Creative fun with kids!

I was completely delighted to do an Intuitive Painting session with a great group of children at the Young Achievers Science and Math Pilot School in Boston. The fantastic team of City Year corps members who work at the school invited me to be a guest at their after school enrichment program. I loved working with all of the kids — 15 second through fifth graders participated.

After having everyone do a few free drawings, accompanied by upbeat music, I gave the kids individual assignments. These ranged from ideas like drawing confusion, to drawing a great dream, to dividing a page to show both excitement and frustration, to drawing a fabulous morning. After doing two assigned topics, they finished the series of 5 drawings with a free one — and the results were a blast. The kids created with joy and enthusiasm.

After everyone completed their 5 drawings we broke into small groups and several kids worked to create a single large drawing together. Each group had a different theme. It was great fun watching them fill the large sheets with color.

I am grateful to the staff at YA and to the City Year team for the invitation and for their help to make this a great experience for a great group of kids!

Wow, what a day!

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My second Igniting Your Creative Core workshop of this new year was a marvelous day!

Over 40 attendees have now participated in this workshop, including the amazing group of seven women who made Sunday’s workshop so special.

I am deeply moved by all of the incredible people who have come together to do this work. It has been an honor to see them open their hearts and embrace their creativity. The artwork from the latest workshop speaks volumes, and I think the energy is palpable when viewing this small selection of pictures that they created during the day.

Equally wonderful for me are the shared insights, reflections and ideas that emerge on the journey we take through the day. From our greetings in the morning, when everyone says what drew them to the workshop, to our conversations over lunch and closing reflections as the day concludes, the workshop is a wonder. I have been most fortunate to work with amazing people who really show up and allow themselves to be candid and authentic in all they share. They have enriched me immeasurably.


New creative adventures

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I belong to a small group of creative friends that meets monthly (or as close to monthly as our busy lives allow). We’re now into our 6th year together, and the ways we spend our time has changed over time as we’ve changed.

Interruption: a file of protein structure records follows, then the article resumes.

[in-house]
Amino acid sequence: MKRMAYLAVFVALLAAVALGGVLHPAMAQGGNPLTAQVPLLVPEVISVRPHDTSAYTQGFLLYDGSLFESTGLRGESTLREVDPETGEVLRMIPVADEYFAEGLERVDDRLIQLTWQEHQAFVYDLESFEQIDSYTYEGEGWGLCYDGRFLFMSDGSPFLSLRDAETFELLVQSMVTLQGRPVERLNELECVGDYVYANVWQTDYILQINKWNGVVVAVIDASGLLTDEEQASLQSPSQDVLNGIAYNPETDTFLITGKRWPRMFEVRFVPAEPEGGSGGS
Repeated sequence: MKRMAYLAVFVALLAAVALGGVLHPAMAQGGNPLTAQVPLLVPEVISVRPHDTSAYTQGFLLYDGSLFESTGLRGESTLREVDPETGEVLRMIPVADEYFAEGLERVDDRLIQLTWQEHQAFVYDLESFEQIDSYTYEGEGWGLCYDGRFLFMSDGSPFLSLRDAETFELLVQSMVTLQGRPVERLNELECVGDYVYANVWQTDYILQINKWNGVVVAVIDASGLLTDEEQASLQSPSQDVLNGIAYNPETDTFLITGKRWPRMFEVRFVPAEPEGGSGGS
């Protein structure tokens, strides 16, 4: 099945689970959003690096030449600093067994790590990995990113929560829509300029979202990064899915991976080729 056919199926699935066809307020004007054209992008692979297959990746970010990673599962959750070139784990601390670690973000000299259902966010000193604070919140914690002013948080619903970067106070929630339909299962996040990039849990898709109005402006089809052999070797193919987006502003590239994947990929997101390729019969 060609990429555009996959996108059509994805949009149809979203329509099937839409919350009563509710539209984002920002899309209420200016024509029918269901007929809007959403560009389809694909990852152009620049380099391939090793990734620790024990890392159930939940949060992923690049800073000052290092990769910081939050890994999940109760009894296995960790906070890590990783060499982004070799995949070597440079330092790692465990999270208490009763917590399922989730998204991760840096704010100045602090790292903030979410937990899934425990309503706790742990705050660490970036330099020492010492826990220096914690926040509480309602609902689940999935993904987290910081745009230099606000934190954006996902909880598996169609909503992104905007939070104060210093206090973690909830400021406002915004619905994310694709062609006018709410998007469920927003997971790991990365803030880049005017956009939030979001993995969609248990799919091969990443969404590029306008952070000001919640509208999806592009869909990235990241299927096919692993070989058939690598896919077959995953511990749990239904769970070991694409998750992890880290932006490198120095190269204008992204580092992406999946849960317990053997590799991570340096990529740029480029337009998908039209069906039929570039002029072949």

Each member (there are 4 of us) does professional work related to creativity. One sold her ad agency and has been a full time (and very successful) artist for over a decade. One is an architect with a thriving practice. One recently gave up teaching in an MBA program at a prestigious university to be a full-time artist — something she was just starting to explore when we first formed the group. I transitioned from my design firm to my current creative coaching practice. Our journey together has been marvelous.

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This year we have paired up differently to plan new creative adventures for each of our 3-hour meetings. For this week's meeting, we each sent in a piece of music we loved, and were told to come with an assortment of materials to share for making sculptures — something totally new for me. Here’s a photo of one of the three sculptures I made. It was created while listening to Tigerlily by Natalie Merchant.

I’m also including a photo of a collage I made at our session in December. I'd helped to make the plan for the collage project. Each person started by picking a topic from those in a hat (the topic for my collage was “pain”). To make the collages, we selected images from a stack I’d saved from my design firm days — wonderful samples provided by printers and paper merchants — and applied them to wooden panels. As at our sculpture session, everyone's collages were marvelous and quite different.

If you’d like to learn more about the experiences my group has had, or how you might start a similar group, get in touch

Wire and light — a magic combination

While on a wonderful holiday trip to Paris, we spent the afternoon at the Pompidou Center and nearly wore out our feet visiting the museum's amazing, enormous contemporary collections. Alexander Calder has always been a favorite, and when I came upon this wire sculpture, Josephine Baker IV, vers 1928, I was simply delighted. Next to the piece, an old movie clip was playing of Baker in performance. The sculpture, together with its shadow, creates a sense of Baker's dance moves and distinctive personality that we saw in the old film. 

Among the many other delights we came upon was a large work by Alighiero Boetti, an Italian artist, whose dramatic and varied work we first experienced in New York at the Museum of Modern Art in the summer of 2012. The scale, color and detail in Tutti (Everything) are fantastic. The 1987 work is part of a series that was embroidered by Afghan refugees in Pakistan after the Soviet invasion of their own country. Boetti entrusted the execution of his design to the embroiderers, distributing 84 colors and a finite amount of thread for each.

And, seeing a marvelous portrait by Henri Matisse, Fillette au chat noir (1910), that was new to us, was a treat as well. Matisse was a master of color and this portrait totally charmed us.